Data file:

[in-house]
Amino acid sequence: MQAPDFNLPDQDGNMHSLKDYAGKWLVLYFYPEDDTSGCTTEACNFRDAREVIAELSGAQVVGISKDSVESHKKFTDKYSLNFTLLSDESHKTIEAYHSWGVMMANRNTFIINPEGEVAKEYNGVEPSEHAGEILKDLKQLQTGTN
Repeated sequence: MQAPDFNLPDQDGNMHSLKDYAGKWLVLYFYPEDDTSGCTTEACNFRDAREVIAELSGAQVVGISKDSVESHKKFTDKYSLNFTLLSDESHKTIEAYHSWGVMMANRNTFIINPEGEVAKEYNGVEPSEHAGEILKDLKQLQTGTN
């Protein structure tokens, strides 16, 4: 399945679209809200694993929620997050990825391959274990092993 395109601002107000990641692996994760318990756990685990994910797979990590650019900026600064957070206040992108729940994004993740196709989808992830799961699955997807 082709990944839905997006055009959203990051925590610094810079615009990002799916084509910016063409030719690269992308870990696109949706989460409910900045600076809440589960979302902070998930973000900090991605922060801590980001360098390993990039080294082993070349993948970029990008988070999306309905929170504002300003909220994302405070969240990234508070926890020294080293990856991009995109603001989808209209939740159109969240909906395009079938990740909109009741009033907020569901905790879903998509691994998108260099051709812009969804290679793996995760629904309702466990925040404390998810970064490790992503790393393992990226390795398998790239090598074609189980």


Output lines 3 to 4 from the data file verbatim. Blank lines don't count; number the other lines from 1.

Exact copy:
Repeated sequence: MQAPDFNLPDQDGNMHSLKDYAGKWLVLYFYPEDDTSGCTTEACNFRDAREVIAELSGAQVVGISKDSVESHKKFTDKYSLNFTLLSDESHKTIEAYHSWGVMMANRNTFIINPEGEVAKEYNGVEPSEHAGEILKDLKQLQTGTN
């Protein structure tokens, strides 16, 4: 399945679209809200694993929620997050990825391959274990092993 395109601002107000990641692996994760318990756990685990994910797979990590650019900026600064957070206040992108729940994004993740196709989808992830799961699955997807 082709990944839905997006055009959203990051925590610094810079615009990002799916084509910016063409030719690269992308870990696109949706989460409910900045600076809440589960979302902070998930973000900090991605922060801590980001360098390993990039080294082993070349993948970029990008988070999306309905929170504002300003909220994302405070969240990234508070926890020294080293990856991009995109603001989808209209939740159109969240909906395009079938990740909109009741009033907020569901905790879903998509691994998108260099051709812009969804290679793996995760629904309702466990925040404390998810970064490790992503790393393992990226390795398998790239090598074609189980």